Penalties for noncompliance for Business Associates and Subcontractors are the same as those imposed on covered entities and can be significant. The HITECH Act established four tiers of penalties based upon the level of culpability. The lowest level, with a minimum penalty of $100 per violation will be applied in situations where the Business Associate “did not know, and by exercising reasonable diligence would not have known” of the violation. The second tier of penalties, with a minimum of $1,000 per violation, applies to violations for “reasonable cause” which do not rise to the level of “willful neglect”. “Reasonable cause” is defined in the proposed rule as a situation where the Business Associate knew or “should have known by the exercise of reasonable diligence” that a violation occurred. The third tier penalties, with a $10,000 minimum, are applied to violations attributed to “willful neglect”, which is further defined as “the conscious, intentional failure or reckless indifference to the obligation to comply” with the HIPAA provision violated. Violations for “willful neglect” that are not remedied within thirty days of the date that the Business Associate knew or should have known of the violation, are subject to the highest penalties, with minimum penalties of $50,000. All tiers of penalties have a maximum of $50,000 per violation and $1,500,000 aggregate for identical violations during a calendar year.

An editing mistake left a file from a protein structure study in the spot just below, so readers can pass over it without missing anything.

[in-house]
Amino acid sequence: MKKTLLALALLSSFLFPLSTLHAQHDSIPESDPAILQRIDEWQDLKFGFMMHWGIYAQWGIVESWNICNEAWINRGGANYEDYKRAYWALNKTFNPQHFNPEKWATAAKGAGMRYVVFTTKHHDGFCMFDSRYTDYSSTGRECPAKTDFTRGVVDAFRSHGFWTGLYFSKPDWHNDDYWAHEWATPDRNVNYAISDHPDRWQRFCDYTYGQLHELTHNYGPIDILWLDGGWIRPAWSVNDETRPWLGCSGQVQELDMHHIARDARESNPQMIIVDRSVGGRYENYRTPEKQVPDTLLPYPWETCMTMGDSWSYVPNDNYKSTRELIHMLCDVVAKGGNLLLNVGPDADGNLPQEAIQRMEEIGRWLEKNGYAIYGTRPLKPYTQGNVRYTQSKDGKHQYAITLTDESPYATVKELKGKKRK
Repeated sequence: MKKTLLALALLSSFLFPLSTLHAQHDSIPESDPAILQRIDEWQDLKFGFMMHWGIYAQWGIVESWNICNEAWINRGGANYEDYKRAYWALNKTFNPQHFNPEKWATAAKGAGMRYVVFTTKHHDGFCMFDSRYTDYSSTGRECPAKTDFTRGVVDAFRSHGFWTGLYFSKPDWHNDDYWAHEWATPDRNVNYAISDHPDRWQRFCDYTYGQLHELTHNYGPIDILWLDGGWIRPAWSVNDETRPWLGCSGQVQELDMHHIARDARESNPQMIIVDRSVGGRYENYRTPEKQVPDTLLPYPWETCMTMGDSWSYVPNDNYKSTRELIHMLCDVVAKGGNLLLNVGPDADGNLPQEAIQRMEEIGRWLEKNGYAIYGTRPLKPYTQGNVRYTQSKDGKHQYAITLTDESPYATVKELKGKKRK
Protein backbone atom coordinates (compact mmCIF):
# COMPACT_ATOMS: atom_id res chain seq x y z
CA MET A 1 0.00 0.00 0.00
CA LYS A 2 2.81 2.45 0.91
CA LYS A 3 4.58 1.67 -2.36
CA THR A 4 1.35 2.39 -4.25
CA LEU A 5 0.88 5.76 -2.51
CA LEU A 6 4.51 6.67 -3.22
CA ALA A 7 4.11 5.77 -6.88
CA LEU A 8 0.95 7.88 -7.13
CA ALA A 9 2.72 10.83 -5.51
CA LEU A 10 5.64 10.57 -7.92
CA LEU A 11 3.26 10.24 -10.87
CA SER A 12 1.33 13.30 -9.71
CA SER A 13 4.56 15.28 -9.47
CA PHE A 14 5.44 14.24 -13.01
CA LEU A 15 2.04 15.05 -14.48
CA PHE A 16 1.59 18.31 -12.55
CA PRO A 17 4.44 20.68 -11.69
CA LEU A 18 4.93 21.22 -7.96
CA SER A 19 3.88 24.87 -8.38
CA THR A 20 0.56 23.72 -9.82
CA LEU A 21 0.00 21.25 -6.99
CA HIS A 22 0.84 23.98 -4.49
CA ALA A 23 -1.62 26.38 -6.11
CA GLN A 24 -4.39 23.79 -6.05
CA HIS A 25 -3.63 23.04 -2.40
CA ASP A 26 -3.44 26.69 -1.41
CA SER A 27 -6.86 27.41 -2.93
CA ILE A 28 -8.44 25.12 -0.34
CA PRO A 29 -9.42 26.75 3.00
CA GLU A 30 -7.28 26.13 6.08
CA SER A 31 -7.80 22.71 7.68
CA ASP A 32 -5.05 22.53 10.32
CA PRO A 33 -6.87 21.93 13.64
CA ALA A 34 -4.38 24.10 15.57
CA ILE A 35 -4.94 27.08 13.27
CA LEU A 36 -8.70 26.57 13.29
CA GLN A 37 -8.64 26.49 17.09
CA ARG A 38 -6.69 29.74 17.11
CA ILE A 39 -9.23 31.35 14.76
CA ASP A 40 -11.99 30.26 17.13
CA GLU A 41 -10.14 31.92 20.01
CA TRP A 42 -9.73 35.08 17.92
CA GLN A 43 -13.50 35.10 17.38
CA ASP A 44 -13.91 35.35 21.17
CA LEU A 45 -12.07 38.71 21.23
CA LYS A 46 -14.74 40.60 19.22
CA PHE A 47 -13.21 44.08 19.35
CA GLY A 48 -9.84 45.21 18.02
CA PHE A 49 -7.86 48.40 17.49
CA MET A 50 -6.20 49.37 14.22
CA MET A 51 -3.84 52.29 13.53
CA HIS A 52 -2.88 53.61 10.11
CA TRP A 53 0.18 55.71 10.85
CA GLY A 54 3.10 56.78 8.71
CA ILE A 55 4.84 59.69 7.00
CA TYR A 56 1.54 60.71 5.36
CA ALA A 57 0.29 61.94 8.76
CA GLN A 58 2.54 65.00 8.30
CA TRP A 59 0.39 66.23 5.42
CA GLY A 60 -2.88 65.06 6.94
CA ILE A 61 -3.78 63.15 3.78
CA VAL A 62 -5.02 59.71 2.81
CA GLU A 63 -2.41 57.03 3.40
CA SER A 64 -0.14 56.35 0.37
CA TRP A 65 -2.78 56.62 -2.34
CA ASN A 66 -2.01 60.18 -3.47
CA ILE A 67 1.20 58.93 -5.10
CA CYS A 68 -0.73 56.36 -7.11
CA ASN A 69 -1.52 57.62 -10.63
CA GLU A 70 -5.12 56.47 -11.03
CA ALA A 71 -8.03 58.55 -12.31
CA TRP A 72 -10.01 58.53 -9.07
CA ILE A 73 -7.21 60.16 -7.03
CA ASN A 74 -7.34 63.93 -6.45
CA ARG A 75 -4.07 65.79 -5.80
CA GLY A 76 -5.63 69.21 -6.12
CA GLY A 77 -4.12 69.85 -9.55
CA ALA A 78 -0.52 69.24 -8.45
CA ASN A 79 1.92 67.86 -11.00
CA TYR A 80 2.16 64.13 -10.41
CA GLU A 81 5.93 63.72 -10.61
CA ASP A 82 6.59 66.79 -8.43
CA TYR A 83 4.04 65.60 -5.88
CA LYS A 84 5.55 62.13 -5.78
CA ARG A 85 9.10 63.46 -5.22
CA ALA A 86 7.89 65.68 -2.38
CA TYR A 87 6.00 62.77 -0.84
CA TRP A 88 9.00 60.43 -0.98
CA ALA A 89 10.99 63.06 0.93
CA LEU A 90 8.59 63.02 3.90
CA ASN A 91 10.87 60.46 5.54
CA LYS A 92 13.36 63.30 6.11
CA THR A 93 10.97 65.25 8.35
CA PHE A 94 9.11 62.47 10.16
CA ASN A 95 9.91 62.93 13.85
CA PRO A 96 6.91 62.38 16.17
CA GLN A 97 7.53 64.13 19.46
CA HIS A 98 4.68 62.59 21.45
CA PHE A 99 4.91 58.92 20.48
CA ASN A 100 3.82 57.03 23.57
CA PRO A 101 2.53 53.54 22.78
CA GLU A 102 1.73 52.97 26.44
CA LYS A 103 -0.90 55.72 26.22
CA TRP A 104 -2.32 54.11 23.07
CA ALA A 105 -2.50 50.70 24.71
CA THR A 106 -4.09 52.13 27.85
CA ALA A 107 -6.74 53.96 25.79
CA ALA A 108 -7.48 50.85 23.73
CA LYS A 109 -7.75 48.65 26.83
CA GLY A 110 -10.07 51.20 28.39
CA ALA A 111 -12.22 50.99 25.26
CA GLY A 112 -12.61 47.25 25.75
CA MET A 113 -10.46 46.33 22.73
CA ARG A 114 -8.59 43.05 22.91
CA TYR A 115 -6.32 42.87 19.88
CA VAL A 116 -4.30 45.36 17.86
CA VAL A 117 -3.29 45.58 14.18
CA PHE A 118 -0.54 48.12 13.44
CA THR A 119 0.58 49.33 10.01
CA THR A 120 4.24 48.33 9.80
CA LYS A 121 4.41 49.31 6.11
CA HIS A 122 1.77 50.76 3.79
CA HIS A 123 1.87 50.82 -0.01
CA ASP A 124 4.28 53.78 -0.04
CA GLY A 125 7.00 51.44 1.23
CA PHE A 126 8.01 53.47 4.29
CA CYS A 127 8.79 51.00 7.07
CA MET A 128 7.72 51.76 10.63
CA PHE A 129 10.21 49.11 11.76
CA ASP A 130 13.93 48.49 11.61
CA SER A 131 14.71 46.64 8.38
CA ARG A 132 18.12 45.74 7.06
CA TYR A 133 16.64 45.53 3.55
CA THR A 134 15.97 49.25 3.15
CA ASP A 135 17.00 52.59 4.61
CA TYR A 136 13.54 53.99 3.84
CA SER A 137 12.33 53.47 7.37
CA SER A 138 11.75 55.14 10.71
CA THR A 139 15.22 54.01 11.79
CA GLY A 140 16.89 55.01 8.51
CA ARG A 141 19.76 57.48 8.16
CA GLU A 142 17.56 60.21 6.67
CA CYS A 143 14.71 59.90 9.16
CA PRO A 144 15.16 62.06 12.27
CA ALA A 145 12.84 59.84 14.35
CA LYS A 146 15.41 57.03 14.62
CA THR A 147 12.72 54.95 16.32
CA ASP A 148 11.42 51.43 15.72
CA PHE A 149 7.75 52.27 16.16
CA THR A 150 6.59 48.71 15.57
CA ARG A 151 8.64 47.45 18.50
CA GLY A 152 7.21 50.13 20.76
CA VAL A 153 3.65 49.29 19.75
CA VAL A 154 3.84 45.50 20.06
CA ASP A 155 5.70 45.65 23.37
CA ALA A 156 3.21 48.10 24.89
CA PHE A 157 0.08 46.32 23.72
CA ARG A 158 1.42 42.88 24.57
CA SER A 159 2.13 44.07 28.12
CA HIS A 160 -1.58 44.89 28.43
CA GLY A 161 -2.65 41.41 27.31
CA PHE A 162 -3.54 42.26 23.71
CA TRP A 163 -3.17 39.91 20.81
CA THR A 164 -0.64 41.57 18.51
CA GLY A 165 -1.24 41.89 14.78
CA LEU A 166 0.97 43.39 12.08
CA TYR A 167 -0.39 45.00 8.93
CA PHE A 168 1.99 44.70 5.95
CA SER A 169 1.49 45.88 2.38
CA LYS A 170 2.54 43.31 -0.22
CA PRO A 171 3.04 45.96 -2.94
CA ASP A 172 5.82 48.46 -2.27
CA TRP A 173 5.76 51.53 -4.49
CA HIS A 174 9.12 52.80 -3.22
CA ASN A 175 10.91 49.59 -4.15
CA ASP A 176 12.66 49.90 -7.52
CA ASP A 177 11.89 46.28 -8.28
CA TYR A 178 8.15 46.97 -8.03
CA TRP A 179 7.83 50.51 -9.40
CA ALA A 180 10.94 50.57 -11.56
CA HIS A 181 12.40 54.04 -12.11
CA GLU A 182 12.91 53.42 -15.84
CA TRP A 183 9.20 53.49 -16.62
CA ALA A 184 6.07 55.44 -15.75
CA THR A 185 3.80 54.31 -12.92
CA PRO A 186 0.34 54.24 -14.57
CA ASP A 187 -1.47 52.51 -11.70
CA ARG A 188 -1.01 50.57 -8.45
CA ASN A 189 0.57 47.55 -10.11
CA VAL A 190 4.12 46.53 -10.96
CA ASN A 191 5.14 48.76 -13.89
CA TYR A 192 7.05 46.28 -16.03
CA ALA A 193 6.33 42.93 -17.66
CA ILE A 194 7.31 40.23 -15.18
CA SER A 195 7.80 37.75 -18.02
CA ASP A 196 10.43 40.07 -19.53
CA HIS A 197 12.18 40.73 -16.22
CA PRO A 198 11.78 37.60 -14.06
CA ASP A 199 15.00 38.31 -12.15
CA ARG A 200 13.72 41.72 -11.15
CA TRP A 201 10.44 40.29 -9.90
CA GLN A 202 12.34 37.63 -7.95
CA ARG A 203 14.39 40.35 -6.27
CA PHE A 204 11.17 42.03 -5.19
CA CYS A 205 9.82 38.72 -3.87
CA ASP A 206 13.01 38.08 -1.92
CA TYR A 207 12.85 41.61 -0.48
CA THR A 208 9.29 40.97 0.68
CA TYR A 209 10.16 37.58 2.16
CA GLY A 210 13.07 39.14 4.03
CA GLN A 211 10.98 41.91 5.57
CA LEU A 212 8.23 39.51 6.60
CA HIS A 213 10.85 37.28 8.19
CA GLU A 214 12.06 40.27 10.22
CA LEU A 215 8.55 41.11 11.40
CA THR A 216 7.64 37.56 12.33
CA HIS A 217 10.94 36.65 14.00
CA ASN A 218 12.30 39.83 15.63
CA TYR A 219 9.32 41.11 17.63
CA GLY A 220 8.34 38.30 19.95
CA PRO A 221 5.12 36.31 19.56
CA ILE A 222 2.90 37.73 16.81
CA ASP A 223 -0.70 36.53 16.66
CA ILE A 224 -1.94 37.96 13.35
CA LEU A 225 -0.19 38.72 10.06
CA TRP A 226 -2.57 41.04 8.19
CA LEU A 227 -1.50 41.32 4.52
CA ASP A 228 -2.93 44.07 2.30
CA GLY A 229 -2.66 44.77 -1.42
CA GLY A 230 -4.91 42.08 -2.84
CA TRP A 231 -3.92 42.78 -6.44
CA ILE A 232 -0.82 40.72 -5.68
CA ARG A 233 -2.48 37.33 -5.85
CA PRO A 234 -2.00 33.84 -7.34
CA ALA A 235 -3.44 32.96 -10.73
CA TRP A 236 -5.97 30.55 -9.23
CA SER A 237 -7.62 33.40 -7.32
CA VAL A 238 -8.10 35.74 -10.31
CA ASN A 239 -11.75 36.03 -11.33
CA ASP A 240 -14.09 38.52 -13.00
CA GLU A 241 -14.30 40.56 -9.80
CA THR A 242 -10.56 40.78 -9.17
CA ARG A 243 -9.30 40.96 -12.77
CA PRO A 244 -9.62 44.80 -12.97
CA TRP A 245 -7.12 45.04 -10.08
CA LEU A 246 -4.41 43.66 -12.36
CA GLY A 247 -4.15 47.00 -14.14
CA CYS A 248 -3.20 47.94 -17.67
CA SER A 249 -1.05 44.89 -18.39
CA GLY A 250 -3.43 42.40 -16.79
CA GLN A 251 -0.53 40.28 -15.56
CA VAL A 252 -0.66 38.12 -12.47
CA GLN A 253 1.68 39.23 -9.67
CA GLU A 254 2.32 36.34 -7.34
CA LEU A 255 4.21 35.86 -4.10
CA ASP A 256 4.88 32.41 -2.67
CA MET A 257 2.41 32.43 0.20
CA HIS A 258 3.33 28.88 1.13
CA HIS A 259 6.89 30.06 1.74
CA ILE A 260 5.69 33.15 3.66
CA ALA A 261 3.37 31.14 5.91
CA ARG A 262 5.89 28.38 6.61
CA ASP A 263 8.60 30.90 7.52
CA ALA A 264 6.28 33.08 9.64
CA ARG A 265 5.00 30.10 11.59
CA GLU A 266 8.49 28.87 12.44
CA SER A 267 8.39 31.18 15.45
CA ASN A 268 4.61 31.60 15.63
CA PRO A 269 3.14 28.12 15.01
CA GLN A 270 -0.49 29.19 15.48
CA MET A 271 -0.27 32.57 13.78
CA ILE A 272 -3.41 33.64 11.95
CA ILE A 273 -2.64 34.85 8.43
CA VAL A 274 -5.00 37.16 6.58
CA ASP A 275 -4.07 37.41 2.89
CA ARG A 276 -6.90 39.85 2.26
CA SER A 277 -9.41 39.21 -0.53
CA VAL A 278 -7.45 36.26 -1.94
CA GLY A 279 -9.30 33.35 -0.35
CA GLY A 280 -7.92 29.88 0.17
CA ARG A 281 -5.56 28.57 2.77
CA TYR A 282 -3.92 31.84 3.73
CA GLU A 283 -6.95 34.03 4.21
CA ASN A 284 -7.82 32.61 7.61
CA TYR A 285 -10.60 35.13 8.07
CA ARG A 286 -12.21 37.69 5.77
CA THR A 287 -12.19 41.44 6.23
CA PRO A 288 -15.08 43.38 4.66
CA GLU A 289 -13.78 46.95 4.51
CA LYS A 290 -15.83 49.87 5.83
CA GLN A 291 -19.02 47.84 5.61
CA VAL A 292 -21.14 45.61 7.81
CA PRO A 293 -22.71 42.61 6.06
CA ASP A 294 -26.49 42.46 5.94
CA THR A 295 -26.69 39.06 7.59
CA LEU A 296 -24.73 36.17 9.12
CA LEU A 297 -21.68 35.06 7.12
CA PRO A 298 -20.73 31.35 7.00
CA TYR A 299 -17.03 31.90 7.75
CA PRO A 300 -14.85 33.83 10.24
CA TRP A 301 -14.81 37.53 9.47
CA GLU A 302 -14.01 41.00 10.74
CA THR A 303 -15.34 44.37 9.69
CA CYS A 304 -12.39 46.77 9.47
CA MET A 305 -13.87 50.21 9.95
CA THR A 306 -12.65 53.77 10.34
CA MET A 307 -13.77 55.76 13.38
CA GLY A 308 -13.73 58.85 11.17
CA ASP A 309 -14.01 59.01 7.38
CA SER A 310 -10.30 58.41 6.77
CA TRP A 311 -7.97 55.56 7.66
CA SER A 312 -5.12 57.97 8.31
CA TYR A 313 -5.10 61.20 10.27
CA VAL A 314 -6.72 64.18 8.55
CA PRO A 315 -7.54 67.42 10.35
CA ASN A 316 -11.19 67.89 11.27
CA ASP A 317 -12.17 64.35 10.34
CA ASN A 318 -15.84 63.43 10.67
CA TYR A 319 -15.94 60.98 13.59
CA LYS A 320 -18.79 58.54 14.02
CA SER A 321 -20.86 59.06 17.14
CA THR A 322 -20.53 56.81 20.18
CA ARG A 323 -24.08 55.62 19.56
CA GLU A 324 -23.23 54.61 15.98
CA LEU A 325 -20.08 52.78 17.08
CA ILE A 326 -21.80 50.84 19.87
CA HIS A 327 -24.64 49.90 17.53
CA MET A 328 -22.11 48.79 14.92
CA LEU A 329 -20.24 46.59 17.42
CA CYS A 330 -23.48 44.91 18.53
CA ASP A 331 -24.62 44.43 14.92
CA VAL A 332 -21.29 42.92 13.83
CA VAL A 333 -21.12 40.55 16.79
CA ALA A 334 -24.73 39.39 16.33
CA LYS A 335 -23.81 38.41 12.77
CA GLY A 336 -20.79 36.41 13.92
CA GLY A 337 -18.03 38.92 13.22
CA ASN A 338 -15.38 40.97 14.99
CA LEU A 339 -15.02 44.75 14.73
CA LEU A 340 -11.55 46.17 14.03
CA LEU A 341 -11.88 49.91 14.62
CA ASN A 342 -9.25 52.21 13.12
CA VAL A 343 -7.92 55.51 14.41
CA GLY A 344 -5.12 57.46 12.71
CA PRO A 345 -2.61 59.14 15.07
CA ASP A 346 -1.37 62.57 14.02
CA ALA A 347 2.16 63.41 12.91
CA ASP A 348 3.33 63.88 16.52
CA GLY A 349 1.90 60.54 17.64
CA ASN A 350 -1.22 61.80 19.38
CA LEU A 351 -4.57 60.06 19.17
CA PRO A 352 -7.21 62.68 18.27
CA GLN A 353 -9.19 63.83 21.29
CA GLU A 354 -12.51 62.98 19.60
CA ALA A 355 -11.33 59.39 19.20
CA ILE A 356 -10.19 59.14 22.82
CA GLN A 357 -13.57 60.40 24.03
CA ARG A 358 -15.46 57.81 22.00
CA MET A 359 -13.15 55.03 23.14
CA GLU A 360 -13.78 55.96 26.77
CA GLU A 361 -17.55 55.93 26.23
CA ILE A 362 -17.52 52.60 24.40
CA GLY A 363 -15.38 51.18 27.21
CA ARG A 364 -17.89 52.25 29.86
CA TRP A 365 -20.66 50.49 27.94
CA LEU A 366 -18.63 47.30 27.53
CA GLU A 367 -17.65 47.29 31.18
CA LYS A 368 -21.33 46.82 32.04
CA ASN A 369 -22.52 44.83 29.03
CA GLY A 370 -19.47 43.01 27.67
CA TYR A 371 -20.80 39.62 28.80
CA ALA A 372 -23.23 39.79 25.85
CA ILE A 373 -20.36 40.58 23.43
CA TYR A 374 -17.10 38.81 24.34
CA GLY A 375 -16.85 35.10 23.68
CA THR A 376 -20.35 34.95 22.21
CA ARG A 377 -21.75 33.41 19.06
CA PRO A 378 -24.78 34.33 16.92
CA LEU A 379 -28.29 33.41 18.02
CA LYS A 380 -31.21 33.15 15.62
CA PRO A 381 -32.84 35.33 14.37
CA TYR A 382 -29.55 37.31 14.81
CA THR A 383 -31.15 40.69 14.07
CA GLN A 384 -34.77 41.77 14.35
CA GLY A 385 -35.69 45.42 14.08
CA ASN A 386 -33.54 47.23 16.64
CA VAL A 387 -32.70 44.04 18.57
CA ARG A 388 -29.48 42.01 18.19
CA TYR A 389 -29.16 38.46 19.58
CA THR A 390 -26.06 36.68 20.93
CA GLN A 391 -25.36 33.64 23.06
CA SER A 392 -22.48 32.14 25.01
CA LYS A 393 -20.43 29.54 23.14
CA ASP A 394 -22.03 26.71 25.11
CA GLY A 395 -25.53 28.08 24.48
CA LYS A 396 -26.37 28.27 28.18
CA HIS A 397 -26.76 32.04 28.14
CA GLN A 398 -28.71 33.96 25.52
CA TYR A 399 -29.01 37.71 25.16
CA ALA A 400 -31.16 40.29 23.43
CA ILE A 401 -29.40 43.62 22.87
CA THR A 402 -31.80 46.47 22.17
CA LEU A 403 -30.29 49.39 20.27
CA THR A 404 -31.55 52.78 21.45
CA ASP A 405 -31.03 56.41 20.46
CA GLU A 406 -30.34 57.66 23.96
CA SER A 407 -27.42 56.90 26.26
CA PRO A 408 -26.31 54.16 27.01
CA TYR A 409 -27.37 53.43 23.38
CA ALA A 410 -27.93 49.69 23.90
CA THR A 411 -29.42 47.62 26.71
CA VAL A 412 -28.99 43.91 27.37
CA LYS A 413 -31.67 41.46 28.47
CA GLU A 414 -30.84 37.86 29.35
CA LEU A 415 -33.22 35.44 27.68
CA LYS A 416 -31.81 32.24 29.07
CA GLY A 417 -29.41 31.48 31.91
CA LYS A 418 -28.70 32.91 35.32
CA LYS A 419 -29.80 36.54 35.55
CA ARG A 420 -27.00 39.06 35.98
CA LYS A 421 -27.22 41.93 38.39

The importance of HIPAA policies and procedures for reducing liability is highlighted in the proposed rule, which provides several examples of lower level penalties being applied to situations where the entity had policies in place, but could not reasonably comply with a provision. (e.g., a covered entity had reasonable policies in place for allowing individuals’ access, but could not handle an unusual volume of requests). The proposed rule also provides examples of “willful neglect” scenarios where a violation occurred and a Business Associate or Covered Entity failed to have any policies and procedures in place.
The proposed rule also clarifies that a Business Associate’s ignorance of its HIPAA obligations does not excuse its violations. Specifically, the proposed rule clarifies that a Business Associate cannot assert an affirmative defense of “lack of knowledge” where it failed to inform itself about its compliance obligations.
Thus, a Business Associate or Subcontractor that fails to implement appropriate HIPAA policies and procedures could very well find itself facing hefty fines of $10,000 to $50,000 per violation, even for accidental disclosures. Because violations can be tallied based on the number of individuals impacted and the number of days the violation continues, such violations could quickly rise to six digit levels.
It is important to note that Business Associates also continue to have contractual liability to covered entities, in addition to direct liability to the government. This contractual liability can exist even in situations where the Business Associate was not responsible for the HIPAA obligation but contractually accepted the responsibility on behalf of the covered entity. For example, if a Business Associate is required to distribute the notice of privacy practices for a covered entity, the breach would be attributed to the covered entity. However, the Business Associate would still be contractually liable to the covered entity.
In summary, it is important for Business Associates and Subcontractors to understand their obligations under the HITECH Act and to take these obligations seriously or risk serious financial penalties.